Maritime pilot

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Columbia River Bar pilot boat CHINOOK

A pilot is a mariner who guides ships through dangerous or congested waters, such as harbors or river mouths. Pilots are expert shiphandlers who possess detailed knowledge of local waterways.

The master has full responsibility for safe navigation of his vessel, even if a pilot is on board. If he has clear grounds that the pilot may jeopardise the safety of navigation, he can relieve him from his duties and ask for another pilot or, if not compulsory to have a pilot on board, navigate the vessel without one. Only in transit of the Panama Canal does the pilot have the full responsibility for the navigation of the vessel.

In English Law, Section 742 of the Merchant Shipping Act 1894 defines a pilot as "any person not belonging to a ship who has the conduct thereof". In other words, someone other than a member of the crew who has control over the speed, direction, and movement of the ship. The current United Kingdom legislation governing pilotage is the Pilotage Act 1987.

Pilotage is one of the oldest professions, as old as sea travel itself, and it is one of the most important in maritime safety. The oldest recorded history dates back to about the 7th century BC.[1] The economic and environmental risk from today's large cargo ships makes the role of the pilot essential.

History[edit]

New York Sandy Hook Pilot Boat Pet, No. 9.
A Nigerian pilot assists a U.S. Navy ship into the harbor at Lagos using nautical charts

The work functions of the pilot go back to Ancient Greece and Roman times, when locally experienced harbour captains, mainly local fishermen, were employed by incoming ships' captains to bring their trading vessels into port safely. Eventually, in light of the need to regulate the act of pilotage and to ensure pilots had adequate insurance, the harbours themselves licensed pilots. The California Board of Pilot Commissioners was the first government agency created by that state's legislature in 1850.

Prior to the establishment of harbour boards to regulate, pilots known as hobblers would compete with one another. The first to reach in incoming ship would guide it to the docks; and receive payment.[2] In Dún Laoghaire, Ireland, there is a monument to the hobblers who lost their lives.[3]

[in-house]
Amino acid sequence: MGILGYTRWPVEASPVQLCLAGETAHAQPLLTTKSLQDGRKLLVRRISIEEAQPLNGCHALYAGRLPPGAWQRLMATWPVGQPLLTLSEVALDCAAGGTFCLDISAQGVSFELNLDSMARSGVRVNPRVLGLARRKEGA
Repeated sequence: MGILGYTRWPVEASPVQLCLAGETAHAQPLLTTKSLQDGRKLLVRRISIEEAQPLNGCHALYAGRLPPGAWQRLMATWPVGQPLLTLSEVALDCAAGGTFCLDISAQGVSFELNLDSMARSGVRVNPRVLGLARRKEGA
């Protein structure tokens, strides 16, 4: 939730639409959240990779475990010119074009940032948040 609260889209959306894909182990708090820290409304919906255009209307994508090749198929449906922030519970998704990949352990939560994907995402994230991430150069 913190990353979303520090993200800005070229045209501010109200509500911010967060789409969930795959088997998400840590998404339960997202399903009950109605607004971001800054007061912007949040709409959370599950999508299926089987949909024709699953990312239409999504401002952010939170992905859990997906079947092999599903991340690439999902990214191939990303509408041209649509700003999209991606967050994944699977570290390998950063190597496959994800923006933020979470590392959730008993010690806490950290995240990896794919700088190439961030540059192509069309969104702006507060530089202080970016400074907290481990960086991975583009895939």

Although licensed by the harbour to operate within their jurisdiction, pilots were generally self-employed, meaning that they had to have quick transport to get from the port to the incoming ships. As pilots were often still dual-employed, they used their own fishing boats to reach the incoming vessels. But fishing boats were heavy working boats, and filled with fishing equipment, hence a new type of boat was required.

Early boats were developed from single-masted cutters and twin-masted yawls, and later into the specialist pilot cutter. These were effectively light-weight and over-powered single masted boats with large steeply angled keels, making them deep draft under power and shallow draft in lighter sail. Joseph Henderson was an early American harbor pilot. He is well known for being a Sandy Hook Pilot for the New York harbor and along the Atlantic Coast during the Civil War.

Some historic pilot vessels are still sailing. 18 Bristol Channel Pilot Cutters are believed to survive worldwide (see the article on Bristol Channel Pilot Cutters for more information). In addition to them...

  • ... the German pilot schooner No. 5 Elbe was launched in 1883 and had a long history as pilot boat, as private yacht named Wander Bird and later as home to hippies in San Francisco, before returning to Germany and being restored as a traditional sailing boat.
  • ... the German pilot schooner Cuxhaven was launched in 1901 and survived as a sailing boat, renamed Atalanta and still active as a traditional sail training ship under that name.